UK asks Bingu to allow ‘legitimate democratic debate’

By Wanga Gwede, Nyasa Times

Following a serious stand-off between President Bingu wa Mutharika, his government and the civil society organizations, Britain has expressed concern about the situation in Malawi, asking the Head of State to show restraint ahead of the nationwide demonstrations on August 17.

British Foreign Secretary William Hague said in a  media statement made available by the British High Commission to Malawi’s Political Affairs Officer Lewis Kulisewa, that: “I remain concerned about the situation in Malawi.”

He added: “I urge President Mutharika, the democratically elected head of Malawi’s Government, to allow legitimate democratic debate and to open a genuine dialogue with civil society organisations.  This is essential to address the serious challenges the country faces.”

Mutharika earlier told a gathering at the official opening of the Sagecoa Golden Peacock Hotel, that he would sniff out demonstration organizers.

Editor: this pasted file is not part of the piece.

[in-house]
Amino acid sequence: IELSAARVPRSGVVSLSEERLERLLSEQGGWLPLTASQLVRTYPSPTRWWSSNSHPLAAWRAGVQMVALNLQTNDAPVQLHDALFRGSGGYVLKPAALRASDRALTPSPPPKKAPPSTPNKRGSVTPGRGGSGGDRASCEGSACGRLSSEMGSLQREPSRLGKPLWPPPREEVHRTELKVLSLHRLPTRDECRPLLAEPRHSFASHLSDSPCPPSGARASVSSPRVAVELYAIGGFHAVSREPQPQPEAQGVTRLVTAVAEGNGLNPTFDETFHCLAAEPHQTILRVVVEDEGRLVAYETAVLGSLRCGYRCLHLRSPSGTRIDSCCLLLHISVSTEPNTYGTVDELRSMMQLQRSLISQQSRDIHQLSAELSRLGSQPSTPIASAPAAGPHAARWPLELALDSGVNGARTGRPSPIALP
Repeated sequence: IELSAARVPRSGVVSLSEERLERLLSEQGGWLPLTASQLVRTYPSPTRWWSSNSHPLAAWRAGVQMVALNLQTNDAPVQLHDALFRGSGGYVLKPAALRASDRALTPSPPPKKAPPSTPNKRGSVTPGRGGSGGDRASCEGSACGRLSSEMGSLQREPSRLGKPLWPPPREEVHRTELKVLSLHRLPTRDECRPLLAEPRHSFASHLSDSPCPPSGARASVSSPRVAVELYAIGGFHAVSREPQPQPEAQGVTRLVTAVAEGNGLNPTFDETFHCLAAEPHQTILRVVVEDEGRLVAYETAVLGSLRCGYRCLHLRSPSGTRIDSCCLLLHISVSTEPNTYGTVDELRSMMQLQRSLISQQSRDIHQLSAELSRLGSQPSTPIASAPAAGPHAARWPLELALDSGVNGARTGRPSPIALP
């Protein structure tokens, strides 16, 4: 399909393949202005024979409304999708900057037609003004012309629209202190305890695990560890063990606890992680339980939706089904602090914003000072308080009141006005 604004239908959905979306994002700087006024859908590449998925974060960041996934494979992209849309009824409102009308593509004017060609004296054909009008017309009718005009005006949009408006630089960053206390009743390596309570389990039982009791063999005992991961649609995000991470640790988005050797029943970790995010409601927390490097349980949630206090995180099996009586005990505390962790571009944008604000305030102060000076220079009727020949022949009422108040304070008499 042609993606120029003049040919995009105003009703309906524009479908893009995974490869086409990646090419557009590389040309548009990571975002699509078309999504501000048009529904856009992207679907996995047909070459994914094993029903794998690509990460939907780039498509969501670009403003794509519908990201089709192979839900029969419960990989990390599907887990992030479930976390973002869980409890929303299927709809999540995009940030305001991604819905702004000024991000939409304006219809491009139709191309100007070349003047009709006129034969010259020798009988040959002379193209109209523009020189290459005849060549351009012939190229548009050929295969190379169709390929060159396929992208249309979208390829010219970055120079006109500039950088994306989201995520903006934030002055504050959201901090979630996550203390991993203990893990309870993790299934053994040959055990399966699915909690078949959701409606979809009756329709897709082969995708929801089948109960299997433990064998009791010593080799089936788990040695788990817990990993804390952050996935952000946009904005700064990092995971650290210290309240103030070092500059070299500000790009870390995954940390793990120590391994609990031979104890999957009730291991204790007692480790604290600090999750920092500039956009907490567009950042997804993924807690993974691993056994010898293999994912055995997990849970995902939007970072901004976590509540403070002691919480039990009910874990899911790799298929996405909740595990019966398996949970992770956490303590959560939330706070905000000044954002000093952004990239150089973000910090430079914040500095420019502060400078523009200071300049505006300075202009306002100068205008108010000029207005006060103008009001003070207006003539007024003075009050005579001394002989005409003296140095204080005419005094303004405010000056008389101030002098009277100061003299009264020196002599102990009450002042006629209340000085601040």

Hague: Exercise restrain

“I will meet you on the streets. If you are saying this is a threat, yes it is,” he said in a live broadcast of the event on national broadcasters MBCtv and radios.

But Hague has called for restraint on both the President and the organisers of the protests.

“The UK does not take a partisan position in Malawian politics. I call on all parties to exercise restraint over the coming days,” Hague said.

“Civil society organisations should not to let their movement be used for criminality or looting and the Government should ensure that the forces under its control allow peaceful demonstrations to go ahead freely and let the media report on them,” he said.

The statement added: “Malawi’s grave economic crisis can only be tackled if the Government works with the international donor community. If this doesn’t happen, the economic and social progress made in recent years will be lost.”

Government recently instituted what it calls the Zero Deficit Budget (ZDB) after traditional donors including Britain pulled off its budgetary support and others cut it – some down by half. Mutharika has challenged Malawi at 47 years of independence can do without donor aid.—(Additional reporting by Simbani Media)

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